Alumna creating and restoring art at age 99
Update: Adele Pruitt passed away Feb. 20, according to The Willits News. A memorial is being planned for April.
Twice a week, celebrated artist and art restorer Adele Pruitt ’61 holds classes for a small group of long-time students in her Mendocino County studio. It’s something she still enjoys—at the age of 99.
“I just have to stay busy. I'm not a person that can sit around and do nothing … I like to be creative,” said Pruitt.
Though the classes have gotten smaller and she no longer takes on new students due to COVID-19, she has a regular group of retirees who meet with her in Ukiah on Wednesdays and Fridays to work on oil and acrylic paintings and get feedback.
And there’s the group lunch, the “highlight of the day,” says long-time student Polly Palecek, laughing.
Palecek started taking classes with Pruitt 12 years ago, and she hasn’t seen her slow down.
“She’s like the Energizer Bunny. She just keeps going and going,” Palecek said.
A life-long passion
Art has been part of Pruitt’s entire life.
Her mother and paternal grandmother were artists. They met while attending San Francisco Art Institute and became friends, passing on their passion to Pruitt.
“They gave us art materials, and we were artists from the day we got on the floor with our crayons,” Pruitt said.
She’s been teaching nearly as long. Pruitt earned her bachelor’s degree from San Francisco State in 1945 and started teaching at public schools in Northern California.
She earned her master’s in education from University of the Pacific in 1961 after her husband’s job at the port brought them to Stockton, where they lived for 10 years.
“I loved it (at Pacific),” she said, thinking back. Even after 60 years, the name of one of her professors instantly comes to mind.
“I took watercolor from Richard Yip. He was a very famous watercolor painter in Stockton,” Pruitt said.
“We went on location, and he did demos and we painted along with him. We went down to the waterfront, out to buildings, and we did lots of things on the campus.”
Some of her artwork could find its way back to campus soon.
About a year ago, Pruitt reached out to university curator Lisa Cooperman to offer some of her paintings.
While the pandemic has delayed the two from finalizing details, Cooperman says she eventually hopes to have some of Pruitt’s work on display to showcase her long career, which isn’t over yet.
“I think it just proves that teaching and creating, and being around people, and building a life around those shared passions keep you young,” said Cooperman.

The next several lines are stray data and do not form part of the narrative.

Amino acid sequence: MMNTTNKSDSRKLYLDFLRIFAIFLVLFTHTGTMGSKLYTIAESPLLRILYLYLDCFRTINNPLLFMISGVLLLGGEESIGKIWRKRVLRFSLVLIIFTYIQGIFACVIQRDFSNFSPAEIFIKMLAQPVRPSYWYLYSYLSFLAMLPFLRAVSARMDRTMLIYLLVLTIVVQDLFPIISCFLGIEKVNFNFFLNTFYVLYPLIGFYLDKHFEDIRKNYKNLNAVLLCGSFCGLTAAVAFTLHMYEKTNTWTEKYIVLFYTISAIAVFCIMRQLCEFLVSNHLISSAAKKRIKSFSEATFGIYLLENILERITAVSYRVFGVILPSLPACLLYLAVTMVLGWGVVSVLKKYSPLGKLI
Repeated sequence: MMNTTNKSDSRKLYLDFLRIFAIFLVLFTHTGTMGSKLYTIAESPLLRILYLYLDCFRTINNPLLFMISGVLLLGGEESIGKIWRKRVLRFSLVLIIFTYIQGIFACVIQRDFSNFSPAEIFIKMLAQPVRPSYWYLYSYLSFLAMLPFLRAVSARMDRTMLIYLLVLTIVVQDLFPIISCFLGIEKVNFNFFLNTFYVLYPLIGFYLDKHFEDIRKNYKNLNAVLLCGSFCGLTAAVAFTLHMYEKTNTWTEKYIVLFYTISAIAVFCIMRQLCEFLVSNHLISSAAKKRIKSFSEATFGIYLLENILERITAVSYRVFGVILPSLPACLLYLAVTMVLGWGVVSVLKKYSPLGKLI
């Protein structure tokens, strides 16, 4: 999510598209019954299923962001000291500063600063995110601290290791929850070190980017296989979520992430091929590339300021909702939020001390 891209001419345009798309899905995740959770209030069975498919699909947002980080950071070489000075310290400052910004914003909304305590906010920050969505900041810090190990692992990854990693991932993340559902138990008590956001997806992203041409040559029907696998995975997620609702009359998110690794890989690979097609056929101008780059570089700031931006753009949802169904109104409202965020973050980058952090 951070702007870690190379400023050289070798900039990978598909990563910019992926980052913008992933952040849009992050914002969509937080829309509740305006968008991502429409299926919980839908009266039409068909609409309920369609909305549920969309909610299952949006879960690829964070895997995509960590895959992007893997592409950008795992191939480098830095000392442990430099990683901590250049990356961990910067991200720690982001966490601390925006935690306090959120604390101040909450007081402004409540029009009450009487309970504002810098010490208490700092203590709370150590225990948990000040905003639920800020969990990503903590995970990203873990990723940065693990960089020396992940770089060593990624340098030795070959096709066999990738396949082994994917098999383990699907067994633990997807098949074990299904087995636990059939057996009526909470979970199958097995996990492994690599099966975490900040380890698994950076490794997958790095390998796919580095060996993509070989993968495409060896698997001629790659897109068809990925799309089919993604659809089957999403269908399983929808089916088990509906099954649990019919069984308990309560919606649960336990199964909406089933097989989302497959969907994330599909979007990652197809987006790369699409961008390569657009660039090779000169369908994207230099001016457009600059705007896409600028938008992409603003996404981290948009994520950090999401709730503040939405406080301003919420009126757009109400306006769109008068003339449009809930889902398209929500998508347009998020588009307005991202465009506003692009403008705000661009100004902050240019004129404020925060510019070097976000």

Learning new skills
Pruitt’s paintings include everything from impressionist and still-life, to landscape and abstract using a variety of techniques.
“I have been experimenting all my life,” she said. She calls one method “watercolor in starch.”
“You smear starch all over the paper and then paint into that, and you can use objects, like combs, or strips of cardboard, or sponges, different things, to make textures in the starch, so I kind of perfected that means of painting,” said Pruitt.
She also does encaustic paintings, using warmed beeswax mixed with powdered pigments.
Pruitt opened Renaissance Gallery in Ukiah in the 1970s to display her work and have a space to paint. It was there that she decided to become a student again.
“We kept getting requests for (art restoration). I didn't know how to do it, so I signed up with a gentleman who had a gallery in Sonoma and a school for teaching restoration. I went over there and learned from him,” said Pruitt.
Palecek calls Pruitt “a skilled and rarely found restorationist.” Though a student now, she first met Pruitt when she began taking artwork to her to be cleaned.
“Especially for someone to be doing it in a small town in northern California,” adds Chris Pugh, cofounder of Deep Valley Arts Collective, a nonprofit that supports the art community in Ukiah. “I think it's pretty rare.”
Pruitt sold the gallery after 30 years so she could focus on restoration, teaching and painting, opening Pruitt’s Fine Art Restoration, which she still owns.
Her work on display
Pruitt’s work as an art restorer and artist has made her well-known in the community. After Deep Valley Arts Collective opened a gallery in July, Pugh received requests for her work to be included.
This month they made it happen with an exhibit dedicated to her work called “Teach, Restore, Paint.” It will be up at Medium Art Gallery through January. Four of her pieces have already sold.
“It’s a good opportunity for us to honor her and the community. It's great that we could put it together for her,” said Pugh.
Some of her great-grandchildren who live nearby surprised her at the exhibit’s opening.
While Pruitt hasn’t made plans for her 100th birthday in September, one thing is for sure–she’ll still be creating new artwork.
“Oh, of course,” she said. “I’d never stop painting.”